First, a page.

Can’t afford that round-the-world trip you’ve always dreamed of taking? Now you can bring the world to your living room instead: WhereverTV, which offers an online collection of international TV channels, is bringing its service to U.S. TVs with a new set-top box. The company’s $199 WhereverTV Receiver connects to your TV, allowing you to watch more than 800 foreign TV stations from the comfort of your couch. But if your computer and your TV aren’t in the same room, you might need a very long Ethernet cord.
The WhereverTV Receiver is actually very easy to set up. You first connect it to your router or modem via Ethernet, then connect it to your TV via composite A/V, plug it in, and you’re ready to go. All of the cables are included, but the Ethernet cable is only two meters long — if only my TV were that close to my router. My router is upstairs and my TV is downstairs, so I ended up dragging my router down the stairs and dragging an extra-long Ethernet cord across the living room. Hardly an ideal situation — and not one that would work if I were planning on keeping the WhereverTV receiver installed past my testing period.
And, I have to say, I might actually like to keep using this product. Once it’s connected, the receiver lets you view about 800 of WhereverTV’s 1,000 online channels on your TV. You can view available channels by county, genre or language, and you can create your own customized list of channels using the included remote. You also can manage your list of stations online at Wherever.tv. The WhereverTV Receiver also includes a link to YouTube. You can search for videos, or view the most popular videos of the day, week or month.
The box, which is manufactured by Neuros, encodes the video coming from your computer so that you can see it on your TV screen. But some of WhereverTV’s online channels — including the UK’s intriguingly-named Single Malt TV — won’t play back using the device, because they use unsupported codecs. WhereverTV’s CEO, Mark Cavicchia, says when channels are not broadcasting live, they may change streams with each show — so you may be able to watch one show on a channel, but not the next one.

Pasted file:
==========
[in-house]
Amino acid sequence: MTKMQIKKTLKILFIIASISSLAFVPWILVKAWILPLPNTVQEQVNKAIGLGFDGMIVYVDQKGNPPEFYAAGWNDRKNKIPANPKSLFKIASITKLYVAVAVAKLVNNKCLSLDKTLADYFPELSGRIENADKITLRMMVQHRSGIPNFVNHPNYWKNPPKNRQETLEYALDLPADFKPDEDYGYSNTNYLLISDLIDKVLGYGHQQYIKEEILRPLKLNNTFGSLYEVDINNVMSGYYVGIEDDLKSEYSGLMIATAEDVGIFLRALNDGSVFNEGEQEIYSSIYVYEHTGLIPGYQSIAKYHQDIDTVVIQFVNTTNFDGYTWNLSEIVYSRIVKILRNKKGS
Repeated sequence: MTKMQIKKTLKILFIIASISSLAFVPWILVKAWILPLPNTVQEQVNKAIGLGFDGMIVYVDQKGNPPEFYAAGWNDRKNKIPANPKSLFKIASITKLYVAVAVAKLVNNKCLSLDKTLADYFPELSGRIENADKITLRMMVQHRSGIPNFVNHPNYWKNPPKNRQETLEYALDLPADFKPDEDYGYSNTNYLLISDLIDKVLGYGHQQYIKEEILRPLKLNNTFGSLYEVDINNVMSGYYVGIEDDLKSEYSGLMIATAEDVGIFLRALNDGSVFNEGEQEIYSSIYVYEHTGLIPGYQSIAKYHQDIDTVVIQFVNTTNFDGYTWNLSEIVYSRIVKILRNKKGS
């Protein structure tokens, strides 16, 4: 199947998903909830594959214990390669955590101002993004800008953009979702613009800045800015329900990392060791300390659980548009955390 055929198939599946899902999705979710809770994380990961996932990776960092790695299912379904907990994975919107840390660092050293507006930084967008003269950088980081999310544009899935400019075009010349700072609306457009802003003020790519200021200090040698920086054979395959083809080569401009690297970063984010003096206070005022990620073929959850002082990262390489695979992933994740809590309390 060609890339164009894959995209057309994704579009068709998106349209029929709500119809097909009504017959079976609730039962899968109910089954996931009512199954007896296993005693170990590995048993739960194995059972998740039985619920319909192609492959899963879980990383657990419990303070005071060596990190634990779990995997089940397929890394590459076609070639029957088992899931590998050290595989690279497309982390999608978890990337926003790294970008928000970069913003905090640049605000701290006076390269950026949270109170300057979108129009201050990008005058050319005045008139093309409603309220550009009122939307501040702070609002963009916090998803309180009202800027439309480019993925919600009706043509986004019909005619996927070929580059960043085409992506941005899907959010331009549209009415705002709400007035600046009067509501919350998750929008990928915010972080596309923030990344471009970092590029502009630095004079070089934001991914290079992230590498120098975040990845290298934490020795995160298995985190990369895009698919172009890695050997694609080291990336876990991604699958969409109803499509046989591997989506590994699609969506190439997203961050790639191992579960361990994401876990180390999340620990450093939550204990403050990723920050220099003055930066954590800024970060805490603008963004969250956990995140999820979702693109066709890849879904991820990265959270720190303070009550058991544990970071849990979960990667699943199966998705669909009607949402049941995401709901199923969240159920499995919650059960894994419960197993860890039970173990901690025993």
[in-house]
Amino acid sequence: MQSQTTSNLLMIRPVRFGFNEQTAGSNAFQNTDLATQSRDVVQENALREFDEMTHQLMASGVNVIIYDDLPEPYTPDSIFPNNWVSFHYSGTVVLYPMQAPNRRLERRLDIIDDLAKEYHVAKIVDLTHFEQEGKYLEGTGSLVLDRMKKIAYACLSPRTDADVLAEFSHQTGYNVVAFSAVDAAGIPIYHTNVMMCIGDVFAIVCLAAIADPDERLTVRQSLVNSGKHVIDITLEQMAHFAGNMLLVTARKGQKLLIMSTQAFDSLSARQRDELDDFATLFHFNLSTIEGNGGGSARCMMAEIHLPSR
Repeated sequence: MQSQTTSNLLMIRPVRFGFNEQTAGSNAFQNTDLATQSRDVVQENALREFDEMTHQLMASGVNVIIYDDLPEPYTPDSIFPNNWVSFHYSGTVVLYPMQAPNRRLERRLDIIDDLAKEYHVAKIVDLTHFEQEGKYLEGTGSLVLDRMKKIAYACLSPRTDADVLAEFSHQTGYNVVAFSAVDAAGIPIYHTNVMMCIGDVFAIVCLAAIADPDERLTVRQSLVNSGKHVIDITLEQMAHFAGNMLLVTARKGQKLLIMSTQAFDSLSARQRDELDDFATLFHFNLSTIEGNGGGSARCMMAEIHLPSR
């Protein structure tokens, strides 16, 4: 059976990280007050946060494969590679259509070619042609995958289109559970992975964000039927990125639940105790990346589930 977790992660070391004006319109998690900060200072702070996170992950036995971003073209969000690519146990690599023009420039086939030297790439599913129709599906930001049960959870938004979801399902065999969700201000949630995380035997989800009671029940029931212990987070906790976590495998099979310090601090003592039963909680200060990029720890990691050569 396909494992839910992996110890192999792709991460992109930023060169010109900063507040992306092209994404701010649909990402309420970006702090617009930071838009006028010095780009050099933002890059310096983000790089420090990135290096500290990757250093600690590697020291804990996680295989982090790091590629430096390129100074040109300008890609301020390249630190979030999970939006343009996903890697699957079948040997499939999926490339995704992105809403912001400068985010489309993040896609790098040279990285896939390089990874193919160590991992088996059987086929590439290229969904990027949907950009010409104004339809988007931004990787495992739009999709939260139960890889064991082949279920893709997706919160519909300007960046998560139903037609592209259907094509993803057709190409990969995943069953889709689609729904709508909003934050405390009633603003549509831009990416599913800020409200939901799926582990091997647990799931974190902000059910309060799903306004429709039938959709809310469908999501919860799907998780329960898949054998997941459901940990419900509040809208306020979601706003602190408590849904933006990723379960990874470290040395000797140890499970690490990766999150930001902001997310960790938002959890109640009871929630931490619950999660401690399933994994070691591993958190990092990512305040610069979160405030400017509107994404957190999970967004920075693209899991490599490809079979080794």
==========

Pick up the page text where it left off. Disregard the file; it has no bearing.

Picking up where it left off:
Video quality varied wildly; it ranged from decent to downright unwatchable. I attempted to watch a rugby match on Australia’s Big Pond Sport channel, but couldn’t follow the action because the video was so blocky. I had better luck watching the UK’s Sky News channel (which was, like many U.S. stations, showing Joe the Plumber’s press conference). While the video from Sky News was mostly clear, it was oddly letterboxed on my 19-inch widescreen HDTV.
The WhereverTV Receiver could also benefit from an HDMI port and built-in wireless. Cavicchia recommends using an Ethernet adapter that uses your home’s electrical wiring, but that will cost you about $100. He says both features could potentially appear in the next version of the WhereverTV Receiver, which is expected next year.
Cavicchia also says WhereverTV is also looking to expand into handheld devices. Other plans include the addition of paid online services, such as premium channels; he says the company is already working on partnerships. Right now, the Pittsburgh-based company has five U.S. employees, plus a resource center with 13 employees, and it will use funding from Idea Foundry, Innovation Works, and angel investors to expand its staff.
The WhereverTV Receiver is something of a niche product, but it’s fun to use. Watching international TV channels has an exotic feel that you can’t get from channel surfing at home. Even if the receiver itself is too much for you, you should check out WhereverTV’s web site. You may not be able to afford a trip abroad, but at least you can watch some international TV.